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News & Information for Amateur Bakers and Artisan Bread Enthusiasts

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Mebake

It has been a while since I last posted here on TFL. I have been quite busy, and there was much in my life to take care of, that I hadn’t had spare time to follow the wonderful bread adventures of TFL members.

As some of you may remember, I had missed my chocolate class back in January this year, and planned for a makeup class in order to complete my amateur pastry course. Yes, I’ve finally done it. Enjoyable, could have been. Messy?, you bet, but it is over now. One more theoretical exam in baked goods, and I’ll be officially done.

Lately, I paid a visit to the local mill which I regularly source my bread and rye flours from. I met the sales person and he offered me new flours, many of which were bakery mixes. I explained to him that I need flours that are free from additives and preservatives, so he offered me his (French traditional), or T65. I was ecstatic about the idea, and bought a bag of 25 kg of the T65 in addition to my regular bread flour. Yesterday, I had a chance to open the bag and see for myself how it compares to my bread flour As shown in the picture, the T-65 ( on the left) is slightly creamier in texture than the bread flour due to the increase in ash content. The bread flour was close to T-60 than you’d expect from white flour, so there wasn’t much of a difference. However, I was disappointed when I read the label.  The “traditional flour” had additives, probably to correct the enzymatic content of the flour. I suspect that bread flour from the mill also contains such additives.  I’ll bake with it soon and report the results here.         

As for Dubai’s Arts and crafts market (ARTE) last Friday, I baked 3 types of bread: The usual 80% Rye, Whole wheat multigrain, and the new entry, Roasted Garlic bread from Hamleman’s (Bread).

The day started out slow, and footfall wasn’t as anticipated. The draw landed me next to the organizer’s table, and she was the first to buy a loaf of each. She is a very enthusiastic and encouraging lady, I must say. My cousin, who I began training to be my baking assistant, has joined me on the market day and brought along his sister’s lovely homemade cheese straws.  I walked around the market, chatting with vendors who unanimously agreed that the business was indeed sluggish. I had passing visitors from Finland, UK, Canada, India, and Germany; the latter being most interested in Artisan bread. The bread that sold most was the roasted garlic bread. Baked fresh the day before, it was packed with sweet garlic aroma!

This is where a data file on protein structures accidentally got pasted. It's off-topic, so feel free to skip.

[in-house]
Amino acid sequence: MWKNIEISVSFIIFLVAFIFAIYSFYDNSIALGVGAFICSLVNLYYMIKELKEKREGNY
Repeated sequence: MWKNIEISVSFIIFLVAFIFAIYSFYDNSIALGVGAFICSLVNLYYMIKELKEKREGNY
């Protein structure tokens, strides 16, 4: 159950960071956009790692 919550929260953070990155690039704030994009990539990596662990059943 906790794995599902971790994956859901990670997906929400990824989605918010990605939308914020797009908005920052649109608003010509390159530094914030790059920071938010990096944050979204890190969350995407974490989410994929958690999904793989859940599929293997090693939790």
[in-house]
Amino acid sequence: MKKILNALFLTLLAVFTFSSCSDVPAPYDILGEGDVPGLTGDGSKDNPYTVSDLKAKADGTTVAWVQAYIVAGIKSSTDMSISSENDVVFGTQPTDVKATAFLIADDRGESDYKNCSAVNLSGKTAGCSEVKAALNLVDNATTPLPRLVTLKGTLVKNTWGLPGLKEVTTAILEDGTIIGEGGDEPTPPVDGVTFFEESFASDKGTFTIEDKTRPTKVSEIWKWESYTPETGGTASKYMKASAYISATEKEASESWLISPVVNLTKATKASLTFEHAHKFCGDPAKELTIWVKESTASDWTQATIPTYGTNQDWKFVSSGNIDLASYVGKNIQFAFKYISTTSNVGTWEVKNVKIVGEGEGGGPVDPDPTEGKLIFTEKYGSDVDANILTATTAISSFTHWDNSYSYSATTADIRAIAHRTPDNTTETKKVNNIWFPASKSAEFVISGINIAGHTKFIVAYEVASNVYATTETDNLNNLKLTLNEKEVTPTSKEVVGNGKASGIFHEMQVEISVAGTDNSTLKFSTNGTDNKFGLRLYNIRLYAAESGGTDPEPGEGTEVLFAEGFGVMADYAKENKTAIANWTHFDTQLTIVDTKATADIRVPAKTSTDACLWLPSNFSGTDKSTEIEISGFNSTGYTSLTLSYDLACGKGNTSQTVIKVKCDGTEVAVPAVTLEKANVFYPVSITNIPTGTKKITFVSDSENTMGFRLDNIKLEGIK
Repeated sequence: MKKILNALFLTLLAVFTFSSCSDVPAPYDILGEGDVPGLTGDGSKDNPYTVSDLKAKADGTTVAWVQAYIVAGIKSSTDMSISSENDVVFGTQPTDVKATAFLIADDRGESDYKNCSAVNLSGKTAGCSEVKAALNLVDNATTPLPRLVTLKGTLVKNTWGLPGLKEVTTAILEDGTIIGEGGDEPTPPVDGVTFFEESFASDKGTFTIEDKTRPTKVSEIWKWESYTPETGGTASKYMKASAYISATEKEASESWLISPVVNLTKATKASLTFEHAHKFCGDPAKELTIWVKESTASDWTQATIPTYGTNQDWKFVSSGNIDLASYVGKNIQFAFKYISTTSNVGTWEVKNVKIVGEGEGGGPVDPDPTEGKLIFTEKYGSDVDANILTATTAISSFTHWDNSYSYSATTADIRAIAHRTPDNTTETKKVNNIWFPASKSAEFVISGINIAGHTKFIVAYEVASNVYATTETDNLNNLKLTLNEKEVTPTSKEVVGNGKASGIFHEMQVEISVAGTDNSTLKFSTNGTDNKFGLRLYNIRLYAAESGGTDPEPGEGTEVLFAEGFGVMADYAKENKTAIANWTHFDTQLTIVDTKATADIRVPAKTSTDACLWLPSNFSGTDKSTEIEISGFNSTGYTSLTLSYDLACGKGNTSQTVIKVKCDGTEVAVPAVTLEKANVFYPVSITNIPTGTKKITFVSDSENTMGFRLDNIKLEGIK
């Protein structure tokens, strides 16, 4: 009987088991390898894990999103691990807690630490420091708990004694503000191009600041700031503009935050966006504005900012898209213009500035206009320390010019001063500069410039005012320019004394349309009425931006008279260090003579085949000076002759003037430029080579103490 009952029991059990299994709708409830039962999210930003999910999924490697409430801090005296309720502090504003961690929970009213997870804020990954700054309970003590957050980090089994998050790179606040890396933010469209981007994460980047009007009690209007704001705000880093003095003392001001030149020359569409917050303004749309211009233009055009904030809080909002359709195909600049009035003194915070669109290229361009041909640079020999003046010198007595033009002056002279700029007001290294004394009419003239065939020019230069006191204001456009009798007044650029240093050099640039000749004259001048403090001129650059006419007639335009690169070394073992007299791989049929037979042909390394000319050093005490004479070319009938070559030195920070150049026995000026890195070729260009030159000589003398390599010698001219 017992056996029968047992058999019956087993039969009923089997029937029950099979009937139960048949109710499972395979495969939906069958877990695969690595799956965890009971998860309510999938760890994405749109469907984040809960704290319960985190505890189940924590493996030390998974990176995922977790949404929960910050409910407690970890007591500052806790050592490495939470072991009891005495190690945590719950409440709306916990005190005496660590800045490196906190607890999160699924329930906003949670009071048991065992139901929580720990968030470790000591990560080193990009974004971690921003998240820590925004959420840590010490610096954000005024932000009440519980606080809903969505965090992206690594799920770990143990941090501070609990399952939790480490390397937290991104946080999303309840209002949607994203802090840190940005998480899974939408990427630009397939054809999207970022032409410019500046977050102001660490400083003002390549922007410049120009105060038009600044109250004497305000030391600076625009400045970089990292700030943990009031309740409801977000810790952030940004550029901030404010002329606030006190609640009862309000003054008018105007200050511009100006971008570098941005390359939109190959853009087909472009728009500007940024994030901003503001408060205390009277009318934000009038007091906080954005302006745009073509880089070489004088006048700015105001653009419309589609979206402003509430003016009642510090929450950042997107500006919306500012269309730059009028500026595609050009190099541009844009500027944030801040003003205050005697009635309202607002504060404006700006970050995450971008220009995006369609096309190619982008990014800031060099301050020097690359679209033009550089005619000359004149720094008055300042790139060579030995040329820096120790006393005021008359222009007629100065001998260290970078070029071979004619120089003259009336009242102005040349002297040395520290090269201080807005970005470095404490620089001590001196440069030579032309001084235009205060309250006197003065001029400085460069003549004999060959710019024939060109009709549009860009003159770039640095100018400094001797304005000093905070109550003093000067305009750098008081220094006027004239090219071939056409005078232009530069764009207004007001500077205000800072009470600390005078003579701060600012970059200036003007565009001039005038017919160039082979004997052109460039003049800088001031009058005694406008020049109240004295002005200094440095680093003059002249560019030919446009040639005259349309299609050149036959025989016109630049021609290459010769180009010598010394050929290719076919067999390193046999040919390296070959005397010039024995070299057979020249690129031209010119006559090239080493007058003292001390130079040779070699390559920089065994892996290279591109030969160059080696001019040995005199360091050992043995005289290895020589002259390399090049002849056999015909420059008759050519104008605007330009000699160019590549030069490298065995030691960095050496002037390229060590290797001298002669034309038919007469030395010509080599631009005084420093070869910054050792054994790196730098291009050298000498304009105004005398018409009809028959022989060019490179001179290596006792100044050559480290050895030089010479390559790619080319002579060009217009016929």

To kick things up a bit, I sliced more bread, slathered with butter, placed them on a plate and stood by my table offering visitors a taste. I had prepared some printed A4 sheets that contain information on the advantages and uses of naturally leavened artisan breads and distributed those too.

By the end of the day, I had sold close to 40% of my breads. I packed and left home. Driving my car through the parking lot away from the mall , I was thankful that I was able to persevere through the physically taxing days of baking , and make it to the market day. I may downside my production for the next market from 18 Kg worth of dough to 15 Kg , due to my limited oven and mixer capacity.

 Khalid

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Mebake

For this past Market day, I've baked the same breads I often bake For all preceding Arts and crafts markets: A Rye , A Whole Wheat multigrain, and a country White loaf.  For This market ,however, I've baked all three of them. a 7 Kg. worth of Rye dough, 5.5 Kg. Worth of Whole wheat multigrain, and 5kg. worth of Tartine’s Sesame bread dough; yielding a total dough of 17.5 Kg!  All bread was baked in three consecutive days, and none were frozen. Phew!